رنه‌نوتت

از ویکی‌پدیا، دانشنامهٔ آزاد
(تغییرمسیر از رنونت)
پرش به ناوبری پرش به جستجو
فارسیEnglish
اساطیر مصر باستان
DiosaEgipcia.jpg
رنه‌نوتت
جنسیت: مؤنث
همسر: گب
فرزندان: نِپر
مکان فرقه: تبتونس
ویژگی‌ها: به شکل کبرا
اساطیر مصر

آ ا ب پ ت ج چ خ د ر ز ژ س
ش ف ک گ ل م ن و ه ی

سلکت
به خط هیروگلیف
D21
N35
N35
G43X1
X1
I12

رنه‌نوتِت در اساطیر مصر باستان، به عنوان ایزدبانوی تغذیه و شیرمادر و همچنین محصولات پنداشته می‌شده است. این ایزدبانو با نظارت به شیر خوردن کودکان از آنان پاسداری می‌کرده است. او الهه‌ای قدرتمند بود که فقط با نگاهش دشمنان را نابود می‌کرد، با این حال مصریان باستان هیچ دلیلی برای ترس از او نداشتند، چون او حامی و محافظت کننده آن‌ها در بیشتر مناطق به شمار می‌رفت.[۱][۲]

نمادشناسی[ویرایش]

رنه‌نوتت را به شکل زنی با سر مار کبرا یا یوریس شهریاری با روسری آراسته به دو پر یا قرص خورشید یا دو شاخ گاو نر به نمایش کشیده‌اند.[۳]

پرستش[ویرایش]

این ایزدبانو در مصر سفلی، در شهر تبتونس مورد پرستش قرار می‌گرفت.[۴] به اعتقاد مصر باستان، انسان‌ها برای لذت بردن از زندگی عبدی باید نام و عکس او را زنده نگه بدارند.[۵]

جستار های وابسته[ویرایش]

مرت‌سکر

منابع[ویرایش]

  1. اساطیر مصر،ورونیکا ایونس،ترجمه باجلان فرخی،انتشارات اساطیر،۱۳۷۵،صفحه۱۸۸.
  2. http://en.wikipedia.org/wiki/Renenet
  3. اساطیر مصر،ورونیکا ایونس،ترجمه باجلان فرخی،انتشارات اساطیر،۱۳۷۵،صفحه۱۷۶.
  4. اساطیر مصر،ورونیکا ایونس،ترجمه باجلان فرخی،انتشارات اساطیر،۱۳۷۵،صفحه۱۰.
  5. http://www.ancientegyptonline.co.uk/Renenutet.html

پیوند به بیرون[ویرایش]

Nepit, Renenutet and Hu as cobras.
DiosaEgipcia.jpg

Renenūtet (also transliterated Ernūtet and Renenet) was a goddess of nourishment and the harvest in ancient Egyptian religion.[1] The importance of the harvest caused people to make many offerings to Renenutet during harvest time. Initially, her cult was centered in Terenuthis. Renenutet was envisioned, particularly in art, as a cobra, or as a woman with the head of a cobra.

The verbs 'to fondle, to nurse, or rear' help explain the name Renenutet. This goddess was a 'nurse' who took care of the pharaoh from birth to death.[2]

She was the female counterpart of Shai, "destiny", who represented the positive destiny of the child. Along with this, Renenutet was also the Thermouthis, or Hermouthis in Greek. She embodied the fertility of the fields and was the protecter of the royal office and power.[3]

Sometimes, as the goddess of nourishment, Renenutet was seen as having a husband, Sobek. He was represented as the Nile River, the annual flooding of which deposited the fertile silt that enabled abundant harvests. The temple of Medinet Madi is dedicated to both Sobek and Renenutet. It is a small and decorated building in the Faiyum.[4]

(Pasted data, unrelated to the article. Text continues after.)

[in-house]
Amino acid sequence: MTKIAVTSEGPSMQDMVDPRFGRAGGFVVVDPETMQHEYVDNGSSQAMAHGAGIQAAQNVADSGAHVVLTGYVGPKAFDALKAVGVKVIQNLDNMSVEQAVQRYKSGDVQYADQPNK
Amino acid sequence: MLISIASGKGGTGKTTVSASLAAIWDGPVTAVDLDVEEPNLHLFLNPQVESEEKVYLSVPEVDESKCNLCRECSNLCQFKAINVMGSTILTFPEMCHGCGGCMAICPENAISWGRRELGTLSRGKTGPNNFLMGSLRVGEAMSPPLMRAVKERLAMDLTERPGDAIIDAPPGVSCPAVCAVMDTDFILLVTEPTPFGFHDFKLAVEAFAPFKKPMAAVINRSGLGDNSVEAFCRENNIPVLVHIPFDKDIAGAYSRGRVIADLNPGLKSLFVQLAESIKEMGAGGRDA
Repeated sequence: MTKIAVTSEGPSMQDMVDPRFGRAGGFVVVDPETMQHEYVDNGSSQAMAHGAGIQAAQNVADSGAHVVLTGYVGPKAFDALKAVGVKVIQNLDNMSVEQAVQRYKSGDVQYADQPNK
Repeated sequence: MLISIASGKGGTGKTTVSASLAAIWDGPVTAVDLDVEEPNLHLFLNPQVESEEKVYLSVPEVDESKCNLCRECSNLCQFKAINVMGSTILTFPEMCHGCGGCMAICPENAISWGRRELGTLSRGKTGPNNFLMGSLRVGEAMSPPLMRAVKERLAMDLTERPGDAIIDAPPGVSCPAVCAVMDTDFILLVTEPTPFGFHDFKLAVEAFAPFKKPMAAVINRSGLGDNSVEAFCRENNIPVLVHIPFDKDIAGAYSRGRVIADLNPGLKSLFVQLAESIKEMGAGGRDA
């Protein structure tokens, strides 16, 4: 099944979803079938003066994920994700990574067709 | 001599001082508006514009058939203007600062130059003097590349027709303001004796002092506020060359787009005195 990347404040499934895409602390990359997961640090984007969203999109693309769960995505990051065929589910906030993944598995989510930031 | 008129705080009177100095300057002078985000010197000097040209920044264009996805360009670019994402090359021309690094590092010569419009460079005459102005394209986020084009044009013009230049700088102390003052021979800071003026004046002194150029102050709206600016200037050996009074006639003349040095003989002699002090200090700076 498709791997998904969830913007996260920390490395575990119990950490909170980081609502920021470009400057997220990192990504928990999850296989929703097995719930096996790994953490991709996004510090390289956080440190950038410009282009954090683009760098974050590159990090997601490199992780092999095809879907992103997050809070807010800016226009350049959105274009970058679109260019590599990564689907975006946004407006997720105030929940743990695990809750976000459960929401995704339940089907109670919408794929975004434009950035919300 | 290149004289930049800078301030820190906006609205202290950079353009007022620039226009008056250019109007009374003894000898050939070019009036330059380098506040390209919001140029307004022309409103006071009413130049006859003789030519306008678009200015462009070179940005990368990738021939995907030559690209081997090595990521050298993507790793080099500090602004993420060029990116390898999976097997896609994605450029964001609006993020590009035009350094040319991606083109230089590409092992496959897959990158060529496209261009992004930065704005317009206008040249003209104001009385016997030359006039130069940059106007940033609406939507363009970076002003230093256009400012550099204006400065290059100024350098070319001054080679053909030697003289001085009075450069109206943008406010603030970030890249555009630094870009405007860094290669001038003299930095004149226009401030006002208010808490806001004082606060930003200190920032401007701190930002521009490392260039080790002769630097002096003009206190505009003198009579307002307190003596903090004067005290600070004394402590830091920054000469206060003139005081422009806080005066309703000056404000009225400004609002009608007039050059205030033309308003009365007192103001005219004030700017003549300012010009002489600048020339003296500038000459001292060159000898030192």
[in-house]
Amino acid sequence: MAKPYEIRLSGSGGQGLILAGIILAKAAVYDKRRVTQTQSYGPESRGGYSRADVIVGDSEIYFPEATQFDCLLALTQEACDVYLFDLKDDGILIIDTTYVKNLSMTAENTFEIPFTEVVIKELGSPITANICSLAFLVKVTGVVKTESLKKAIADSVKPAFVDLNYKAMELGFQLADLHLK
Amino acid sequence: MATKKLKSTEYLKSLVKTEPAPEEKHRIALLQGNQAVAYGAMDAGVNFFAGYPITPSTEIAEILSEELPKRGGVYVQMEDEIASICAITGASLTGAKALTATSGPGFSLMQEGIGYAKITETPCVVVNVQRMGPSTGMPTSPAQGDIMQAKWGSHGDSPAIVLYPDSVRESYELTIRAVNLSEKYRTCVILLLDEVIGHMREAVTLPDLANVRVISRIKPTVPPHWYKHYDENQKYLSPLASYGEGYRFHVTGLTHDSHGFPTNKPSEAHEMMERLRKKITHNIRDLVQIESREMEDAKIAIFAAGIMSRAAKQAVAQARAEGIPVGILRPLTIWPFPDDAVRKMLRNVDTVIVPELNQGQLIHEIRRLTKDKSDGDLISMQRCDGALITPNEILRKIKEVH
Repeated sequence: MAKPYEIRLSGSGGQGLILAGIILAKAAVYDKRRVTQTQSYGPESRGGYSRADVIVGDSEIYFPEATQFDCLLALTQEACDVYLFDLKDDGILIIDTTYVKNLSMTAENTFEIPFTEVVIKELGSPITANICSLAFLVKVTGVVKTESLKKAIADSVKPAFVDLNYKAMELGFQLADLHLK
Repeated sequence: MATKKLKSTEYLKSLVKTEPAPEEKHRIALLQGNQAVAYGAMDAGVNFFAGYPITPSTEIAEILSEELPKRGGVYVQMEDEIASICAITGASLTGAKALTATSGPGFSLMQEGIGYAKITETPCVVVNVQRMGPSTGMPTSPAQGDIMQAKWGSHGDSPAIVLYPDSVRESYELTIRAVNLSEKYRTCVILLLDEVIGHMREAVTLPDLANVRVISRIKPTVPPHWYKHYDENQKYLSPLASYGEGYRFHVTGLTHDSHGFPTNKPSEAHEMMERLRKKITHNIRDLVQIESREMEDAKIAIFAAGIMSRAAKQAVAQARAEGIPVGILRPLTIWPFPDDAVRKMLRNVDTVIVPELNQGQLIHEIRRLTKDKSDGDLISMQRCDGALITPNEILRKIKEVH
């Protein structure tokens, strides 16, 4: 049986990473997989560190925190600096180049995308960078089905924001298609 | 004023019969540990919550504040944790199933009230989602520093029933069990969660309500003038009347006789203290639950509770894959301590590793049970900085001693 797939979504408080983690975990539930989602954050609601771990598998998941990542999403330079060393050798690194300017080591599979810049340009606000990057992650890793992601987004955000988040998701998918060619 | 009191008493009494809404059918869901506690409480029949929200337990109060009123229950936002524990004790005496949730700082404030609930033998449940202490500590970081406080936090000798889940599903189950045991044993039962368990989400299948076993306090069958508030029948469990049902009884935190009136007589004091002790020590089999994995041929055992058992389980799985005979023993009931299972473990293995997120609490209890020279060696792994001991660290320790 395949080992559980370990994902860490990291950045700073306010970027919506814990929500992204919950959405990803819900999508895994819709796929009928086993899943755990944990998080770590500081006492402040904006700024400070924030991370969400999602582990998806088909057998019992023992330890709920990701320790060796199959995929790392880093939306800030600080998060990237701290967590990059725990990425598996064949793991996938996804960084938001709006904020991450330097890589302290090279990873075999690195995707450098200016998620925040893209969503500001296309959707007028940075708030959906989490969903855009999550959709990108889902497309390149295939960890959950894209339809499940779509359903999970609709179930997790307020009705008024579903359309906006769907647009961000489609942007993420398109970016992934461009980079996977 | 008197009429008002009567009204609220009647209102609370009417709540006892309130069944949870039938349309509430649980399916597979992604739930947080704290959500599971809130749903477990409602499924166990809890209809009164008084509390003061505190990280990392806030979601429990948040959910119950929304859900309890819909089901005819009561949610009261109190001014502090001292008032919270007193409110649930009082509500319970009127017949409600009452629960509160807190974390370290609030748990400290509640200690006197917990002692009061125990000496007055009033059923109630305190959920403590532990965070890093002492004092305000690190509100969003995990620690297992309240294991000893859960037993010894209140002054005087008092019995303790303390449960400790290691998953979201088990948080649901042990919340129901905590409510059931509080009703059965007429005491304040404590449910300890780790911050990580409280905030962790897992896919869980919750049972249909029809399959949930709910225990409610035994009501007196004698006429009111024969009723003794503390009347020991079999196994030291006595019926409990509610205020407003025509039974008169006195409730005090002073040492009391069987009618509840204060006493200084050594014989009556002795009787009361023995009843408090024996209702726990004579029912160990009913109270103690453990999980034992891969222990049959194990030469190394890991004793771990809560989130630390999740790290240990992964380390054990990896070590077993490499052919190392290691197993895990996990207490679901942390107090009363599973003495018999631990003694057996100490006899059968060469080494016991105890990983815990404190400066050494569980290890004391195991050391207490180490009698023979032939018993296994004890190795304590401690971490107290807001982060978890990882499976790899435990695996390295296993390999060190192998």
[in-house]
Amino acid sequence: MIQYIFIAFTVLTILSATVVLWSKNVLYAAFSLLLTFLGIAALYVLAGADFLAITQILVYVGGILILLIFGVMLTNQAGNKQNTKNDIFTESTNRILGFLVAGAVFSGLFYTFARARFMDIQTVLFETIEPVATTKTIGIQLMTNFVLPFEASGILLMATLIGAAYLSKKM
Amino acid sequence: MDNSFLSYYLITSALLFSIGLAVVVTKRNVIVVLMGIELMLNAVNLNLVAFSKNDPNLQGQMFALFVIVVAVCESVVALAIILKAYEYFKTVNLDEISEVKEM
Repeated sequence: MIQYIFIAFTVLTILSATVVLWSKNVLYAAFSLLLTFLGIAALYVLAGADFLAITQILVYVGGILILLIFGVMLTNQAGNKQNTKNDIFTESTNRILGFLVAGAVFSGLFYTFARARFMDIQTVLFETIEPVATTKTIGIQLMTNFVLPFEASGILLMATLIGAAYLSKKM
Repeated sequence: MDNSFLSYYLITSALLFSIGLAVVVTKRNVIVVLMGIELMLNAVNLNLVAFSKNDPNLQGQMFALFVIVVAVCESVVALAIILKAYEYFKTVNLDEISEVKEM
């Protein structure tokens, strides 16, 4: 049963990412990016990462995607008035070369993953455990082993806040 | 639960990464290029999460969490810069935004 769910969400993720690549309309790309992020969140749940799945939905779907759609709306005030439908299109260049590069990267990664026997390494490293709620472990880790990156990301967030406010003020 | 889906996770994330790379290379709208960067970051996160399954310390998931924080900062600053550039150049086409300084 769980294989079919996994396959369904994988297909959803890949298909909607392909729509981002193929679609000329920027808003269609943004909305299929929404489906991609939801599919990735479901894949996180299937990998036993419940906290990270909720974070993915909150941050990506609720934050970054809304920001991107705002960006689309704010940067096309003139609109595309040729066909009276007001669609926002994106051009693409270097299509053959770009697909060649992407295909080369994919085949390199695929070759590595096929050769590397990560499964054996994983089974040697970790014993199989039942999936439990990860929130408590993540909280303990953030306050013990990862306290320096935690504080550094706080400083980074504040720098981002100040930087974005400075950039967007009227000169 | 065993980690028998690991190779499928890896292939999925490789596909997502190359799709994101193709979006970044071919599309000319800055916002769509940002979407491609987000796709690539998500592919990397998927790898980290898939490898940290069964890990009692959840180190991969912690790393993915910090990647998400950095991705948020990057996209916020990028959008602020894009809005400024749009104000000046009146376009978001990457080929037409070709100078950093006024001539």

More usually, Renenutet was seen as the mother of Nehebkau, who occasionally was represented as a snake also. When considered the mother of Nehebkau, Renenutet was seen as having a husband, Geb, who represented the Earth.

She was the mother of the god Nepri.[5]

Later, as a snake-goddess worshiped over the whole of Lower Egypt, Renenutet was increasingly associated with Wadjet, Lower Egypt's powerful protector and another snake goddess represented as a cobra. Eventually Renenutet was identified as an alternate form of Wadjet, whose gaze was said to slaughter enemies. Wadjet was the cobra shown on the crown of the pharaohs.

Hymn

The Hymn of Renenutet says:

I will make the Nile swell for you,
without there being a year of lack and exhaustion in the whole land,
so the plants will flourish, bending under their fruit.
The land of Egypt is beginning to stir again,
the shores are shining wonderfully,
and wealth and well-being dwell with them,
as it had been before.

References

  1. ^ Pinch, Geraldine (2003). Egyptian mythology: a guide to the gods, goddesses, and traditions of ancient Egypt. New York: Oxford University Press. ISBN 0195170245. 
  2. ^ Flusser David, and Shua Amorai-Stark. (1993). ""The Goddess Thermuthis, Moses, and Artapanus." Jewish Studies Quarterly 1, no. 3": 217–33. JSTOR 40753100. 
  3. ^ Francoise Dunand and Christiane Zivie-Coche (trans. David Lorton). (2004). Gods and Men in Egypt: 3000 BCE to 395 CE. Ithaca: Cornell University Press. [hereafter: Gods and Men]. 
  4. ^ Francoise Dunand and Christiane Zivie-Coche (trans. David Lorton). (2004). Gods and Men in Egypt: 3000 BCE to 395 CE. Ithaca: Cornell University Press. [hereafter: Gods and Men]. 
  5. ^ Francoise Dunand and Christiane Zivie-Coche (trans. David Lorton). (2004). Gods and Men in Egypt: 3000 BCE to 395 CE. Ithaca: Cornell University Press. [hereafter: Gods and Men].